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The emperor's new clothes

My wallet was in tears again this morning when our fuel statement squeezed through the letterbox. I didn’t hear a forklift trundling over the patio but the postie must surely have been driving one. Buried amongst the T&Cs and glossy promotional twaddle was news of an eye-watering 28% rise in our monthly direct debit.

Out came the calculator. Steam was slowly rising by the time I’d finished bashing the living daylights out of it. Validating a gas bill can only be marginally less mind-boggling than one of John Prescott’s sound bites. Input the units used, multiply by the calorific value and volume correction factor, then divide by 3.6. This converts cubic metres to kilowatt hours. Split the atom, solve world poverty and the true cost is revealed. Simple really.

I rang the customer services centre. Note that it’s no longer called a helpline. “Press 1 or 2 if you are dodecaphobic. Press 3 to order a dictionary. Press 4 if you have lost the will to live and would like to speak with a Samaritan.”

Eventually Marie came on the line. I immediately went weak-kneed - I’m a sucker for the lilting tones of west Highland lassies. She tried tempting me with a £19 reduction - within spitting distance of the correct figure but still not right. There were tuts and sighs as I requested an audience with someone higher up the food chain. Two minutes later, a saving of £24 had been secured. Better in my pocket than theirs.

A cynic might think that all this aggravation is deliberately put in place to deter the consumer from complaining. It probably works for some. But I’ve long since learned that turning a blind eye to shortcomings never works to your advantage.

Two months ago, with characteristic gusto, I drove my coach and horses through the 2008-10 Strategic Safety Plan. In essence, I found its approach hugely underwhelming compared with the defunct Railway Group Safety Plan.

It seems that my disapproval ruffled feathers within the upper echelons of RSSB, the SSP’s author. Indeed one of its directors, Anson Jack, was so “concerned” that he fired off a retort to the editor of the RailStaff newspaper. As you might expect, he stoically defended both the plan and those who wrote or contributed to it. As far as I’m concerned, he also missed the point.

My dictionary defines a ‘plan’ as “a scheme, program, or method worked out beforehand for the accomplishment of an objective; a proposed course of action.” This requires problems to be identified, targets set and steps put forward to resolve them. Unlike the Railway Group Safety Plan, the SSP does none of this. Cobbling together a few ongoing workstreams and predicting the gains which might result does not challenge the industry in any meaningful way. It merely endorses the status quo.

Mr Jack contends that today’s Strategic Safety Plan has a different purpose - “to inform the industry and wider stakeholders of key initiatives…” and “to inform and assist employers of key risk areas and allow them to share areas of good practice with other employers.” That sounds remarkably like a ‘report’ to me.

According to Mr Jack, on-track safety doesn’t get much of a look-in because it is “managed principally by Network Rail”. Actually the SSP affords similar exposure to all nine of the railway’s ‘key risk areas’ - one page of surface-scratching each. The remainder - all 31 pages - contemplates its own navel with a microscope.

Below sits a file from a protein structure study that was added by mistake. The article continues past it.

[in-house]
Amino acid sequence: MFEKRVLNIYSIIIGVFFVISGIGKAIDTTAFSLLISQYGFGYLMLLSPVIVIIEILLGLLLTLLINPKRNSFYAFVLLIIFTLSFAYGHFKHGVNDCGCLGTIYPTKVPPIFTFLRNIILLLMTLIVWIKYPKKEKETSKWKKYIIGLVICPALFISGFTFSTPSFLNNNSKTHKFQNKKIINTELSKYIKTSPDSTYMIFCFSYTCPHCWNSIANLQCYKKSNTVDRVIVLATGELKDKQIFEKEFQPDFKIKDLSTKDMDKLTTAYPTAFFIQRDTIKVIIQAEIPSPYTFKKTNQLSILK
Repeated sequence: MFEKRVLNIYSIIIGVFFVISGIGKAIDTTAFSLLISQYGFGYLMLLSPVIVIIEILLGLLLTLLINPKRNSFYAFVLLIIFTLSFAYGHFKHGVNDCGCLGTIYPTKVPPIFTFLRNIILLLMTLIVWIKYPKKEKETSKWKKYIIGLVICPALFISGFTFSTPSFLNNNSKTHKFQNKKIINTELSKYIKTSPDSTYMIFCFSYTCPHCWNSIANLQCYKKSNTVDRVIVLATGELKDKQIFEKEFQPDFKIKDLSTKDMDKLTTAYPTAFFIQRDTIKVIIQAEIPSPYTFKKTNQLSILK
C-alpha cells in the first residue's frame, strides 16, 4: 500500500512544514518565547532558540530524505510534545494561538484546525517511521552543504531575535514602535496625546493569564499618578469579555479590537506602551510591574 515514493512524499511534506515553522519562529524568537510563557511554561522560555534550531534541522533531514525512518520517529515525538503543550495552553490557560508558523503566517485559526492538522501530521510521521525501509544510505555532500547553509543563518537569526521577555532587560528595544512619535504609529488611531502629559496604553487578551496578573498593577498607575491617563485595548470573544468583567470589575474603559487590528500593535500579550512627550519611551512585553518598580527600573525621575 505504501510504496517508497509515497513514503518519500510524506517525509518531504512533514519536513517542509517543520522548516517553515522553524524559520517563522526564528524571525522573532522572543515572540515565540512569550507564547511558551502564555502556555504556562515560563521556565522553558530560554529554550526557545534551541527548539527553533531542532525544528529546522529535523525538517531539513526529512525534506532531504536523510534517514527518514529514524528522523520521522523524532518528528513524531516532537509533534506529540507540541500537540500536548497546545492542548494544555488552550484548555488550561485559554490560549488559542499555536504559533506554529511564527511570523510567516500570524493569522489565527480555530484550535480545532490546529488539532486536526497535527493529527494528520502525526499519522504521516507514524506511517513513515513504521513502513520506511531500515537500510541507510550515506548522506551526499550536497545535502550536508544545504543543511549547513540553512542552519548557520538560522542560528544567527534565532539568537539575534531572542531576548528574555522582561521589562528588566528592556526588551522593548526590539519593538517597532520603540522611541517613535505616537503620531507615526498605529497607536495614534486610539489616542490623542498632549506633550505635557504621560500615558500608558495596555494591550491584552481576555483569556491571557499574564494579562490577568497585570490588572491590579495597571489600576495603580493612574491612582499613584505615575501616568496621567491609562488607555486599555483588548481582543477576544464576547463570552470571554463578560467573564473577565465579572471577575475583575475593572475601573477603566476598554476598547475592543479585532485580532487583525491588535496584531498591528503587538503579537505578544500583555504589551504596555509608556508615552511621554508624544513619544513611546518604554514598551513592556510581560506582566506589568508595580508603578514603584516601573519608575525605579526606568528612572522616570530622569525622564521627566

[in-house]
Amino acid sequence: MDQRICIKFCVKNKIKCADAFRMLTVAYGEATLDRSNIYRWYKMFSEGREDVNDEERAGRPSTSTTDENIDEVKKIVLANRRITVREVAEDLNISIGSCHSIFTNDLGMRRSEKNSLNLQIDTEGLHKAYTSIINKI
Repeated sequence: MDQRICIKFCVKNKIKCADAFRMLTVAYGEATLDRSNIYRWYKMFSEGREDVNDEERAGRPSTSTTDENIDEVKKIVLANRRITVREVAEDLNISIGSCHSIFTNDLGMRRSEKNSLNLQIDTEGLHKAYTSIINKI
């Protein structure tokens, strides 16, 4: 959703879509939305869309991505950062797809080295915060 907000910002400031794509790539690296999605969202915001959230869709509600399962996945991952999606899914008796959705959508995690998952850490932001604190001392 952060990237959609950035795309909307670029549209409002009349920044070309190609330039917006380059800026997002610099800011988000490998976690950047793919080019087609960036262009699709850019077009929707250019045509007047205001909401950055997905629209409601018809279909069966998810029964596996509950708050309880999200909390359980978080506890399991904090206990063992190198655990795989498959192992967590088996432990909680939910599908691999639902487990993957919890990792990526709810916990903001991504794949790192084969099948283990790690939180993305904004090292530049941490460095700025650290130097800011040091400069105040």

So just how informative is that single sheet on trackworker risks? Five ‘key initiatives’ feature in bullet-point form, amongst them: “improving processes for briefing of operating rules”. Why is this work needed? Who is leading it? How will it impact on others? What are the timescales? These questions go unanswered. Employers - the plan’s supposed audience - can evidently glean all they need to know from just those seven words.

What Mr Jack didn’t mention was that RSSB’s own review of the last Strategic Safety Plan recognised that it contained “few workforce safety improvement commitments”. Changes were recommended. A need for it to “go down to a greater level of detail” was raised at a policy meeting. Even spread thinly, the combined total of printed copies and website downloads didn’t reach all corners of the industry. Perhaps I’m not the only one to question its relevance.

As a footnote, I ought to make it clear that contrary to Anson Jack’s inference, I was not damning those who pieced the SSP together. It is the product I take issue with.

Railway safety has been enveloped by an ‘Emperor’s new clothes’ culture, stifling healthy debate. This places beyond reach those who earn a very comfortable living from seminars, risk modelling, human factors and the like - all of which have their place but guzzle far too much cash and attention. They offer little for the forgotten folk exposed to physical danger.
Railway safety has been enveloped by an 'Emperor's new clothes' culture, stifling healthy debate.

Evergreen House’s delicate flowers might not be accustomed to outsiders poking their cosy cocoon but they cannot be immune from scrutiny. Afterall, whilst Network Rail and the train operators climb mountains to make the railway function, RSSB can look down from its ivory tower, pontificate and scatter verbiage without ever getting its hands dirty.

With that enviable position comes a duty to generate output with real practical significance. Substance and value-for-money should not be overlooked. Today’s Strategic Safety Plan does little to bolster RSSB’s reputation. Don’t get me started on the Rule Book or its over-funded research programme.

Story added 1st June 2008
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